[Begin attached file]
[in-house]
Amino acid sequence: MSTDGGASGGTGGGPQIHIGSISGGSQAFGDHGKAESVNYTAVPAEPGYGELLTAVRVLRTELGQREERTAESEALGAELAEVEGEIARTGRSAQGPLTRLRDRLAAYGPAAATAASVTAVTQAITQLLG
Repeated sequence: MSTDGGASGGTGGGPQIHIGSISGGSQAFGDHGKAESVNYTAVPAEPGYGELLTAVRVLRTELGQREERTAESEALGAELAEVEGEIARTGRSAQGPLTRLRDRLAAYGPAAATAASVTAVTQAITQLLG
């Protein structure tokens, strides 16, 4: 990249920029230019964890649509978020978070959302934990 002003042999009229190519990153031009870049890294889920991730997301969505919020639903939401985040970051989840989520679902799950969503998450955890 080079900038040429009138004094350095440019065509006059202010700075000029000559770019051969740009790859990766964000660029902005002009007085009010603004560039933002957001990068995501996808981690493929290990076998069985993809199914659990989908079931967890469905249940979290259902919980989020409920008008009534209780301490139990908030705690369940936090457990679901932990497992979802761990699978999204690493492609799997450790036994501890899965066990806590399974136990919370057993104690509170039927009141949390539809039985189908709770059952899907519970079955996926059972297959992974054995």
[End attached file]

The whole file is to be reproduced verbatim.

[in-house]
Amino acid sequence: MSTDGGASGGTGGGPQIHIGSISGGSQAFGDHGKAESVNYTAVPAEPGYGELLTAVRVLRTELGQREERTAESEALGAELAEVEGEIARTGRSAQGPLTRLRDRLAAYGPAAATAASVTAVTQAITQLLG
Repeated sequence: MSTDGGASGGTGGGPQIHIGSISGGSQAFGDHGKAESVNYTAVPAEPGYGELLTAVRVLRTELGQREERTAESEALGAELAEVEGEIARTGRSAQGPLTRLRDRLAAYGPAAATAASVTAVTQAITQLLG
């Protein structure tokens, strides 16, 4: 990249920029230019964890649509978020978070959302934990 002003042999009229190519990153031009870049890294889920991730997301969505919020639903939401985040970051989840989520679902799950969503998450955890 080079900038040429009138004094350095440019065509006059202010700075000029000559770019051969740009790859990766964000660029902005002009007085009010603004560039933002957001990068995501996808981690493929290990076998069985993809199914659990989908079931967890469905249940979290259902919980989020409920008008009534209780301490139990908030705690369940936090457990679901932990497992979802761990699978999204690493492609799997450790036994501890899965066990806590399974136990919370057993104690509170039927009141949390539809039985189908709770059952899907519970079955996926059972297959992974054995």